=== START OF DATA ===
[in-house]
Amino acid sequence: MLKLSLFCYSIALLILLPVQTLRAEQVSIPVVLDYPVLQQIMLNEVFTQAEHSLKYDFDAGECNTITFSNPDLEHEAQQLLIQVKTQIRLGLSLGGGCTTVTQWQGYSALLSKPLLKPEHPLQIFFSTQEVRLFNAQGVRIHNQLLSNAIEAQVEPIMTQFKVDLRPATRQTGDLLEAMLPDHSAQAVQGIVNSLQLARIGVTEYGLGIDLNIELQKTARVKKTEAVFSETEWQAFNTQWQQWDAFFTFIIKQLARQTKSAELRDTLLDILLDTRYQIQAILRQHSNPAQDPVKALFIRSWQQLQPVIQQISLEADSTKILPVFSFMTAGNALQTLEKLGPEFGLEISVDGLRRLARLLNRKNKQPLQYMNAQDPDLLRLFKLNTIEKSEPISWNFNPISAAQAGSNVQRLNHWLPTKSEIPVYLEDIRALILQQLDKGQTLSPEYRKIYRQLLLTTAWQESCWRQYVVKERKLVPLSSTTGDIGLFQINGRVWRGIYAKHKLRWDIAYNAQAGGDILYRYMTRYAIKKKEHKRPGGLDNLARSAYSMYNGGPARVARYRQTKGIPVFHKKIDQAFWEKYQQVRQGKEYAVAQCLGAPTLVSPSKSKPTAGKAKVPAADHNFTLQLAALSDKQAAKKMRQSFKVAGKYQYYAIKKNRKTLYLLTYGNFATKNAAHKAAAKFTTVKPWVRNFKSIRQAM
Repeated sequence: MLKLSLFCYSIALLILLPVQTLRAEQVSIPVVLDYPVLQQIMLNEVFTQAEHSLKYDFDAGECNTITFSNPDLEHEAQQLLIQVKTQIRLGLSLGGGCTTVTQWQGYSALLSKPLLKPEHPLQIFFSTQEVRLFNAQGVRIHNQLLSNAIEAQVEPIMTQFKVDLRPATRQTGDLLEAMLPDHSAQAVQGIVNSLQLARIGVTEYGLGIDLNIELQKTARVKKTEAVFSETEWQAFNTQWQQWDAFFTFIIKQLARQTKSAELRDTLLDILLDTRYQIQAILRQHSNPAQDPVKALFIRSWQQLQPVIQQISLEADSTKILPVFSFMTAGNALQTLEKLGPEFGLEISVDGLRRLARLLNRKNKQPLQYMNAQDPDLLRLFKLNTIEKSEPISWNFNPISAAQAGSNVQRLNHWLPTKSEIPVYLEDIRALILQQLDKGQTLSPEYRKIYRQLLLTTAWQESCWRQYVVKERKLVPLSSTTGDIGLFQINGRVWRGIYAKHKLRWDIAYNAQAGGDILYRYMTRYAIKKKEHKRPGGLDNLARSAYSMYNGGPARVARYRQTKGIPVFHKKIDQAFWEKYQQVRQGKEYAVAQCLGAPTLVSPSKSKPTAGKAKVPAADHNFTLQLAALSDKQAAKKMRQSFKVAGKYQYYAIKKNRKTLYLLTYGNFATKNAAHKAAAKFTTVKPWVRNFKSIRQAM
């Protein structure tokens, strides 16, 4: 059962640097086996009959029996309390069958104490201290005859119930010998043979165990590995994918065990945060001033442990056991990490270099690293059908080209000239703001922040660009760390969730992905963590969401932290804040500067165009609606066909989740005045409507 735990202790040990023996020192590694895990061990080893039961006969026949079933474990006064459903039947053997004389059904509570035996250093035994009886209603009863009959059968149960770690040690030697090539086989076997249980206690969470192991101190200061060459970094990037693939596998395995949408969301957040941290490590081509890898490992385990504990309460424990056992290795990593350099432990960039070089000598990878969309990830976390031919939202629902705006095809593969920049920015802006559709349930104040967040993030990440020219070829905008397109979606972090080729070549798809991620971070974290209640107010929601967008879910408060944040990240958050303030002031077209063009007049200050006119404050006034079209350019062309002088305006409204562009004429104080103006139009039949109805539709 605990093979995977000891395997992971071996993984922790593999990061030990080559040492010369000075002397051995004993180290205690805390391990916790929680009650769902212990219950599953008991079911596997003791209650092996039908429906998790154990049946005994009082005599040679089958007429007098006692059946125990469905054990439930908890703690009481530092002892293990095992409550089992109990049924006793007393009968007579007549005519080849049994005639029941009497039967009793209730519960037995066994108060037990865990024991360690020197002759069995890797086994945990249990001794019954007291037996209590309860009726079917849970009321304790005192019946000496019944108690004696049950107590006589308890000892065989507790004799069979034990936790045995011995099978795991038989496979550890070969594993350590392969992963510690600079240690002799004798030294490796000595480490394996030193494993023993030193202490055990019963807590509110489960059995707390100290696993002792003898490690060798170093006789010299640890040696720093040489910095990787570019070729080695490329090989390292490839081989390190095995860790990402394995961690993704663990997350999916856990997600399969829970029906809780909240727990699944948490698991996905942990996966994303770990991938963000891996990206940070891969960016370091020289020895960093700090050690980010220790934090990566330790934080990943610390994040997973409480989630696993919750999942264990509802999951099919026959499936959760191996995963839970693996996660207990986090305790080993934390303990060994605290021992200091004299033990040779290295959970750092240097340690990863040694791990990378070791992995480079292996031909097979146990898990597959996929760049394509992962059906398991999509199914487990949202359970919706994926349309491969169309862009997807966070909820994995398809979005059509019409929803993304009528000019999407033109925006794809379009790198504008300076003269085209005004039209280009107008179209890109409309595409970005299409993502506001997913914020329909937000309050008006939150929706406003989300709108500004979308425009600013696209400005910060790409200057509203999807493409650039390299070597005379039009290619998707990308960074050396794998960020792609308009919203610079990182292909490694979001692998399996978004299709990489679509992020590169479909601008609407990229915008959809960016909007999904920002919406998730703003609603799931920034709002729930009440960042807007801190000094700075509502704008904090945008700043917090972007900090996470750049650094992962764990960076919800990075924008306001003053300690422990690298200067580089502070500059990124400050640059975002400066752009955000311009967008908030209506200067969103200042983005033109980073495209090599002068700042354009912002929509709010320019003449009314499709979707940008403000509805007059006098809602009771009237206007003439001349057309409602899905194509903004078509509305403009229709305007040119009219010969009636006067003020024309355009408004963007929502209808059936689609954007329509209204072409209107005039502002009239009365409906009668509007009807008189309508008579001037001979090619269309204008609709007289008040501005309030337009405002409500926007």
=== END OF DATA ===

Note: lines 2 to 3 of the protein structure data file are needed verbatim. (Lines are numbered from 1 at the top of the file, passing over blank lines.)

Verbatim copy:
Amino acid sequence: MLKLSLFCYSIALLILLPVQTLRAEQVSIPVVLDYPVLQQIMLNEVFTQAEHSLKYDFDAGECNTITFSNPDLEHEAQQLLIQVKTQIRLGLSLGGGCTTVTQWQGYSALLSKPLLKPEHPLQIFFSTQEVRLFNAQGVRIHNQLLSNAIEAQVEPIMTQFKVDLRPATRQTGDLLEAMLPDHSAQAVQGIVNSLQLARIGVTEYGLGIDLNIELQKTARVKKTEAVFSETEWQAFNTQWQQWDAFFTFIIKQLARQTKSAELRDTLLDILLDTRYQIQAILRQHSNPAQDPVKALFIRSWQQLQPVIQQISLEADSTKILPVFSFMTAGNALQTLEKLGPEFGLEISVDGLRRLARLLNRKNKQPLQYMNAQDPDLLRLFKLNTIEKSEPISWNFNPISAAQAGSNVQRLNHWLPTKSEIPVYLEDIRALILQQLDKGQTLSPEYRKIYRQLLLTTAWQESCWRQYVVKERKLVPLSSTTGDIGLFQINGRVWRGIYAKHKLRWDIAYNAQAGGDILYRYMTRYAIKKKEHKRPGGLDNLARSAYSMYNGGPARVARYRQTKGIPVFHKKIDQAFWEKYQQVRQGKEYAVAQCLGAPTLVSPSKSKPTAGKAKVPAADHNFTLQLAALSDKQAAKKMRQSFKVAGKYQYYAIKKNRKTLYLLTYGNFATKNAAHKAAAKFTTVKPWVRNFKSIRQAM
Repeated sequence: MLKLSLFCYSIALLILLPVQTLRAEQVSIPVVLDYPVLQQIMLNEVFTQAEHSLKYDFDAGECNTITFSNPDLEHEAQQLLIQVKTQIRLGLSLGGGCTTVTQWQGYSALLSKPLLKPEHPLQIFFSTQEVRLFNAQGVRIHNQLLSNAIEAQVEPIMTQFKVDLRPATRQTGDLLEAMLPDHSAQAVQGIVNSLQLARIGVTEYGLGIDLNIELQKTARVKKTEAVFSETEWQAFNTQWQQWDAFFTFIIKQLARQTKSAELRDTLLDILLDTRYQIQAILRQHSNPAQDPVKALFIRSWQQLQPVIQQISLEADSTKILPVFSFMTAGNALQTLEKLGPEFGLEISVDGLRRLARLLNRKNKQPLQYMNAQDPDLLRLFKLNTIEKSEPISWNFNPISAAQAGSNVQRLNHWLPTKSEIPVYLEDIRALILQQLDKGQTLSPEYRKIYRQLLLTTAWQESCWRQYVVKERKLVPLSSTTGDIGLFQINGRVWRGIYAKHKLRWDIAYNAQAGGDILYRYMTRYAIKKKEHKRPGGLDNLARSAYSMYNGGPARVARYRQTKGIPVFHKKIDQAFWEKYQQVRQGKEYAVAQCLGAPTLVSPSKSKPTAGKAKVPAADHNFTLQLAALSDKQAAKKMRQSFKVAGKYQYYAIKKNRKTLYLLTYGNFATKNAAHKAAAKFTTVKPWVRNFKSIRQAM